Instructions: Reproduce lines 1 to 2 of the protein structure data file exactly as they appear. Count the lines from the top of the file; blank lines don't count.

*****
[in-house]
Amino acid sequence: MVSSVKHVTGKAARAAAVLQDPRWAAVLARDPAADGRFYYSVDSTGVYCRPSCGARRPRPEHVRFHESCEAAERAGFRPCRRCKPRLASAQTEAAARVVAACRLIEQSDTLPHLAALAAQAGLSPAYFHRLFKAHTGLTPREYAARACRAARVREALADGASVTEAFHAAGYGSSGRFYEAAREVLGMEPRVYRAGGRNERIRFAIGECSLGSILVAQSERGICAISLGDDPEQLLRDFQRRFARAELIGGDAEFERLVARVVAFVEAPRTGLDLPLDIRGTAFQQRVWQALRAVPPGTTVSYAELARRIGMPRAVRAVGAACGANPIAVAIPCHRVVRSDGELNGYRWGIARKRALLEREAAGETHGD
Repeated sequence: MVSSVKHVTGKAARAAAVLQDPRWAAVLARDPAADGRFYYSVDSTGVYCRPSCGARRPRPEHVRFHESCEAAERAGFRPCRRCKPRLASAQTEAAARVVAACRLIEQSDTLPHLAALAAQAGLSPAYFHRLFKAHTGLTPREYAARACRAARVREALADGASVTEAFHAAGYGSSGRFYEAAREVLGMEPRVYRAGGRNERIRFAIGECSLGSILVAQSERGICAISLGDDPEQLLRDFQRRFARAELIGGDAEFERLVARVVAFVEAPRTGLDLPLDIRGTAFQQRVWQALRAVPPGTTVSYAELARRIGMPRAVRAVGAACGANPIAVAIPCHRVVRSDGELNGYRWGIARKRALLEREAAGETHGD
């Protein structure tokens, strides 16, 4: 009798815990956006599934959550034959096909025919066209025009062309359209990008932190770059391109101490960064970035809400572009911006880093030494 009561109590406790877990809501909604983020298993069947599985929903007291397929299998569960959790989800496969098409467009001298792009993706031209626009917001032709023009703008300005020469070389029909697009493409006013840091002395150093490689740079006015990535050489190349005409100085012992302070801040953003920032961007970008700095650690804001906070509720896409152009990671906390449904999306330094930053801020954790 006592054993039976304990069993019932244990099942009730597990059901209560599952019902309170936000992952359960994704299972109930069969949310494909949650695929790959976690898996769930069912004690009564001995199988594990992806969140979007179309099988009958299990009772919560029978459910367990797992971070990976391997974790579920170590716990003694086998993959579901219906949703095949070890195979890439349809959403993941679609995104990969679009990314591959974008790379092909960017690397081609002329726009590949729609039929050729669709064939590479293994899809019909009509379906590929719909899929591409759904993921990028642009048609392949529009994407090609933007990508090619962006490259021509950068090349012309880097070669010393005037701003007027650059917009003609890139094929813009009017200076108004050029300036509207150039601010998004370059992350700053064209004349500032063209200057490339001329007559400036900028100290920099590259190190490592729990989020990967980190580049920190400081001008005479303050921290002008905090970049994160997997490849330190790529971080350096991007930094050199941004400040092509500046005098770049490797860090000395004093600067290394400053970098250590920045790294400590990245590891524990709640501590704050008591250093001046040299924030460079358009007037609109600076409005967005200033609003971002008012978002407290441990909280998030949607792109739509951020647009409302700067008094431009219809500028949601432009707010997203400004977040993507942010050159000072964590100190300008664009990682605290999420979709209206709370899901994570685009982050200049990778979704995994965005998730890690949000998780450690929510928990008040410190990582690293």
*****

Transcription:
[in-house]
Amino acid sequence: MVSSVKHVTGKAARAAAVLQDPRWAAVLARDPAADGRFYYSVDSTGVYCRPSCGARRPRPEHVRFHESCEAAERAGFRPCRRCKPRLASAQTEAAARVVAACRLIEQSDTLPHLAALAAQAGLSPAYFHRLFKAHTGLTPREYAARACRAARVREALADGASVTEAFHAAGYGSSGRFYEAAREVLGMEPRVYRAGGRNERIRFAIGECSLGSILVAQSERGICAISLGDDPEQLLRDFQRRFARAELIGGDAEFERLVARVVAFVEAPRTGLDLPLDIRGTAFQQRVWQALRAVPPGTTVSYAELARRIGMPRAVRAVGAACGANPIAVAIPCHRVVRSDGELNGYRWGIARKRALLEREAAGETHGD